• The Biden administration issued a proposal to require a higher level of American-made products in the “Buy American” program for government procurements. Under the proposal, products procured by federal agencies would increase to 60% from a current level of 55% American-made parts, with the requirement increasing to 65% by 2024 and 75% by 2029.

  • A report released last week by the American Automobile Association found that in-dash fuel economy displays in tested vehicles were off by an average of 2.3%, noting that drivers take an "unnecessary risk" if they overly rely on the “miles-to-empty” displays.

  • According to the U.S. Energy Information Administration (EIA), U.S. CO2 emissions from energy consumption decreased by 11% in 2020, reflecting the largest annual decrease on record, as the COVID-19 pandemic reduced mobility and economic activity. The EIA noted that CO2 emissions are forecast to increase by 7% in 2021.

OEMs/Suppliers

  • Production impact of the semiconductor shortage –  GM extended downtime into the week of August 2 for Lansing Delta Township Assembly in Michigan, Spring Hill Assembly in Tennessee and Ramos Assembly in Mexico, and through the week of August 16 for San Luis Potosi Assembly in Mexico; the four plants have been down since the week of July 19.The automaker also added four weeks of downtime to its Fairfax Assembly plant in Kansas; this plant will resume limited production the week of September 20, and has been down since the week of February 8.The automaker intends to resume pickup truck production the week of August 2 at Flint Assembly plant in Michigan, Ft. Wayne Assembly plant in Indiana and Silao Assembly plant in Mexico.

    • Stellantis will stop production of the Jeep Gladiator pickup truck at its Toledo South Assembly Plant in Ohio the week of August 2, marking the first time this vehicle has been impacted by the chip shortage.

  • Toyota will suspend production at two Japanese plants for an unspecified number of days as rising COVID-19 cases in Southeast Asia disrupt parts supplies. Last month, the automaker stopped production for several days at three plants in Thailand due to the impact of COVID-19 cases on one of its local suppliers.

  • Ford, Volkswagen and Nissan raised full-year earnings outlooks after reporting profitable second quarter financials: Ford reported a second quarter profit of $561 million due to strong demand, lower incentives, and a favorable mix of more profitable vehicles; the automaker increased full-year earnings guidance to $9 billion to $10 billion, from a previous forecast of $5.5 billion to $6.5 billion. Volkswagen Group expects its adjusted operating return on sales to rise to between 6% and 7.5%, from a previous guidance of 5.5% to 7%; while noting that the impact of the semiconductor shortage is expected to be “more pronounced” in the third quarter. Nissan expects an operating profit of 150 billion yen ($1.4 billion) for the fiscal year ending March 2022, up from a previous guidance that it would break even.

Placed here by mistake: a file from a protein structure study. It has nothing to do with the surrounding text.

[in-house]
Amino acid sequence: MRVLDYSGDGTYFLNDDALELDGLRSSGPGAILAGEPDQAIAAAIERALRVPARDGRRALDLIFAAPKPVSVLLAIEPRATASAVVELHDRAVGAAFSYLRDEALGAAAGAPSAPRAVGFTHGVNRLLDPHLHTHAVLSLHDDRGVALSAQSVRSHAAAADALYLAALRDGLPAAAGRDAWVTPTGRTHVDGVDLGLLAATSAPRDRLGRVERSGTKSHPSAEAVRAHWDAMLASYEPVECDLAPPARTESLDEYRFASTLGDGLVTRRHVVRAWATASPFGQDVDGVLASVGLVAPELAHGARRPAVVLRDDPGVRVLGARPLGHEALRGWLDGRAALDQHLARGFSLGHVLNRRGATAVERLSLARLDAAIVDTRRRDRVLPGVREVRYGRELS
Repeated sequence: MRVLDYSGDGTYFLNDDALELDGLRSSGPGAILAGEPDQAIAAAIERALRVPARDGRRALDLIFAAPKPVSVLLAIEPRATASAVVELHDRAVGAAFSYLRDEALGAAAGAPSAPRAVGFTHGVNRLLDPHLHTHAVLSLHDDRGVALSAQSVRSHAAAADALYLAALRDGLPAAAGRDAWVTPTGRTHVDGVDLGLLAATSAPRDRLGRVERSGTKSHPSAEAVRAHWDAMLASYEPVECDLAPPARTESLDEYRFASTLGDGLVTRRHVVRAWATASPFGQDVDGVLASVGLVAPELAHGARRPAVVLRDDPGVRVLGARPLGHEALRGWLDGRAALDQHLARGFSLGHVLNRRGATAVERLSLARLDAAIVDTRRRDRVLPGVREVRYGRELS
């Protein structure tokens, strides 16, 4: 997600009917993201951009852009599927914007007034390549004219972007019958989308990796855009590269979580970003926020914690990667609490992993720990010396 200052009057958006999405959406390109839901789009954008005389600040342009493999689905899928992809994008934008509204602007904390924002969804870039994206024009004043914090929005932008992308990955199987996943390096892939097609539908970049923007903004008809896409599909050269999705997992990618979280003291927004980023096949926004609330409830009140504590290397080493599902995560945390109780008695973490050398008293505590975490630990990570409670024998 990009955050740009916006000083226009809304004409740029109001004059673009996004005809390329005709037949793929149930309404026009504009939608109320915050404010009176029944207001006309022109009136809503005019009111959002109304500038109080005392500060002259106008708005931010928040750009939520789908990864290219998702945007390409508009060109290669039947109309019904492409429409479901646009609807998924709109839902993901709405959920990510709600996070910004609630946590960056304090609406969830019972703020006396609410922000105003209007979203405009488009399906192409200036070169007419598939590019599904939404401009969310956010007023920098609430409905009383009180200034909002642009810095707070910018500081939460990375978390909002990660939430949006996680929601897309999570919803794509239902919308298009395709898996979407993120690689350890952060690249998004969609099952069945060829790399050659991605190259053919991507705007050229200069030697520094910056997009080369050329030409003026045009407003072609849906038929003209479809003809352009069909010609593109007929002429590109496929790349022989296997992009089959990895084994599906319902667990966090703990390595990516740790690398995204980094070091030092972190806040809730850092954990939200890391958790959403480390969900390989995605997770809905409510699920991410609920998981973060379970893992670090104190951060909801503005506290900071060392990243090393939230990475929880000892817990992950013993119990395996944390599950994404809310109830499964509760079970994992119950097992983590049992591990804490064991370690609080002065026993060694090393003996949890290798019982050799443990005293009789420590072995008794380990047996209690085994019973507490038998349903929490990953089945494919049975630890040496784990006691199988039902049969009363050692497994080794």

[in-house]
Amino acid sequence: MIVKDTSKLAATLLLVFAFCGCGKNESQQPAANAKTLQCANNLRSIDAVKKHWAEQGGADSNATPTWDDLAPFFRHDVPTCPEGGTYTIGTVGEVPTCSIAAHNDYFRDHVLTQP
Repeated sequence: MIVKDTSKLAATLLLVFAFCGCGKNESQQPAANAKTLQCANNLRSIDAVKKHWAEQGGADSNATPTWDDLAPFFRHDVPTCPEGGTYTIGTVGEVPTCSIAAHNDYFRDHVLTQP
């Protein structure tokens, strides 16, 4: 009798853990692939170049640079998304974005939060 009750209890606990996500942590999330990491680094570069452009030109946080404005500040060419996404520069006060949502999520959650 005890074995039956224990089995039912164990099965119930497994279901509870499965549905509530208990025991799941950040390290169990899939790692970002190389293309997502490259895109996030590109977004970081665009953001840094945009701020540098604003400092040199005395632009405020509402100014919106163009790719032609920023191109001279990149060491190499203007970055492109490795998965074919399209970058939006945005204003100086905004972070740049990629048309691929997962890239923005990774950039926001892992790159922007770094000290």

Connected/Autonomous Vehicles and Mobility Services

  • While progress is expected to continue in the development of autonomous vehicles, some in the industry are predicting the near-term focus will shift from full autonomy to advanced driver-assistance systems (ADAS).

  • U.K.-based autonomous vehicle company Arrival announced it has successfully completed a test run of its automated driving system at an unnamed parcel facility.

Electric Vehicles and Low Emissions Technology

  • In its most recent earnings results, Tesla suggested that production of its Cybertruck pickup could be delayed as a result of the chip shortage, noting that the global semiconductor shortage and port congestion were key supply chain challenges in the second quarter.

  • The founder and former head of EV startup Nikola Corp., Trevor Milton, has been charged with two counts of securities fraud and one count of wire fraud for misleading investors about the company’s products and capabilities.

  • Hyundai is planning two demonstration projects of more than 30 of its hydrogen fuel-cell electric heavy-duty trucks in California. The vehicles are based on Hyundai’s Xcient Fuel Cell truck, which is scheduled to launch in the second quarter of 2023.

  • Tesla agreed to pay $1.5 million to settle claims that a software update for over 1,700 Model S vehicles that was intended to reduce the risk of battery fires also reduced the vehicles’ battery range.

Prepared by Julie Dautermann, Competitive Intelligence Analyst